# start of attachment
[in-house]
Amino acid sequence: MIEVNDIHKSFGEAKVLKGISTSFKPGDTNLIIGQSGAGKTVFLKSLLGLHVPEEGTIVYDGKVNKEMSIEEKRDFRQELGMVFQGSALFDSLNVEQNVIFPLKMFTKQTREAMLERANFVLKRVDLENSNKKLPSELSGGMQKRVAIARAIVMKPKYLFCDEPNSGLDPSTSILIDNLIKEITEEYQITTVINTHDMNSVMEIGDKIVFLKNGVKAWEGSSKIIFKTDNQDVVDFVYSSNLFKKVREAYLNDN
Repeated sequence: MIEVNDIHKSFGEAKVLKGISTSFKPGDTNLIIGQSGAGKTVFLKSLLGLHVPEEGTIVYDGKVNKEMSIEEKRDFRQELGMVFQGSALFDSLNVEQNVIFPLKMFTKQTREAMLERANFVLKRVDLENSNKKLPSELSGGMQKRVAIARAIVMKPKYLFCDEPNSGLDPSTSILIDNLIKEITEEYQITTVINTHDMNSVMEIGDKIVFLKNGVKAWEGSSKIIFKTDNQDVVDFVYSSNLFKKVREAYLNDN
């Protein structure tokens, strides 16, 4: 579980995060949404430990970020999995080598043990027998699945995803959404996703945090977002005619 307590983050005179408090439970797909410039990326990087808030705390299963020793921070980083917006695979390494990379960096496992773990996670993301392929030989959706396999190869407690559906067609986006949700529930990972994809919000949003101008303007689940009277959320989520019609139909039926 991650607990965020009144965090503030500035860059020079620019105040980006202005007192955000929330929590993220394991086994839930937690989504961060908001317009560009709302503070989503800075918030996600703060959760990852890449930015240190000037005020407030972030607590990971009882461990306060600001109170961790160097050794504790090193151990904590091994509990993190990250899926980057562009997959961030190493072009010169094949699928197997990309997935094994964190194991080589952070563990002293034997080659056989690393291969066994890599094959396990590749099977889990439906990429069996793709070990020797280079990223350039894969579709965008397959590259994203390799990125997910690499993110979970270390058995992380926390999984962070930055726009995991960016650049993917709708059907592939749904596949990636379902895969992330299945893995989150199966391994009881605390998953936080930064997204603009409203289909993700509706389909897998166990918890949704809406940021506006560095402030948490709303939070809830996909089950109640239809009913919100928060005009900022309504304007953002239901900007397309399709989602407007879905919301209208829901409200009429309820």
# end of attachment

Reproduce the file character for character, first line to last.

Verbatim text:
[in-house]
Amino acid sequence: MIEVNDIHKSFGEAKVLKGISTSFKPGDTNLIIGQSGAGKTVFLKSLLGLHVPEEGTIVYDGKVNKEMSIEEKRDFRQELGMVFQGSALFDSLNVEQNVIFPLKMFTKQTREAMLERANFVLKRVDLENSNKKLPSELSGGMQKRVAIARAIVMKPKYLFCDEPNSGLDPSTSILIDNLIKEITEEYQITTVINTHDMNSVMEIGDKIVFLKNGVKAWEGSSKIIFKTDNQDVVDFVYSSNLFKKVREAYLNDN
Repeated sequence: MIEVNDIHKSFGEAKVLKGISTSFKPGDTNLIIGQSGAGKTVFLKSLLGLHVPEEGTIVYDGKVNKEMSIEEKRDFRQELGMVFQGSALFDSLNVEQNVIFPLKMFTKQTREAMLERANFVLKRVDLENSNKKLPSELSGGMQKRVAIARAIVMKPKYLFCDEPNSGLDPSTSILIDNLIKEITEEYQITTVINTHDMNSVMEIGDKIVFLKNGVKAWEGSSKIIFKTDNQDVVDFVYSSNLFKKVREAYLNDN
């Protein structure tokens, strides 16, 4: 579980995060949404430990970020999995080598043990027998699945995803959404996703945090977002005619 307590983050005179408090439970797909410039990326990087808030705390299963020793921070980083917006695979390494990379960096496992773990996670993301392929030989959706396999190869407690559906067609986006949700529930990972994809919000949003101008303007689940009277959320989520019609139909039926 991650607990965020009144965090503030500035860059020079620019105040980006202005007192955000929330929590993220394991086994839930937690989504961060908001317009560009709302503070989503800075918030996600703060959760990852890449930015240190000037005020407030972030607590990971009882461990306060600001109170961790160097050794504790090193151990904590091994509990993190990250899926980057562009997959961030190493072009010169094949699928197997990309997935094994964190194991080589952070563990002293034997080659056989690393291969066994890599094959396990590749099977889990439906990429069996793709070990020797280079990223350039894969579709965008397959590259994203390799990125997910690499993110979970270390058995992380926390999984962070930055726009995991960016650049993917709708059907592939749904596949990636379902895969992330299945893995989150199966391994009881605390998953936080930064997204603009409203289909993700509706389909897998166990918890949704809406940021506006560095402030948490709303939070809830996909089950109640239809009913919100928060005009900022309504304007953002239901900007397309399709989602407007879905919301209208829901409200009429309820």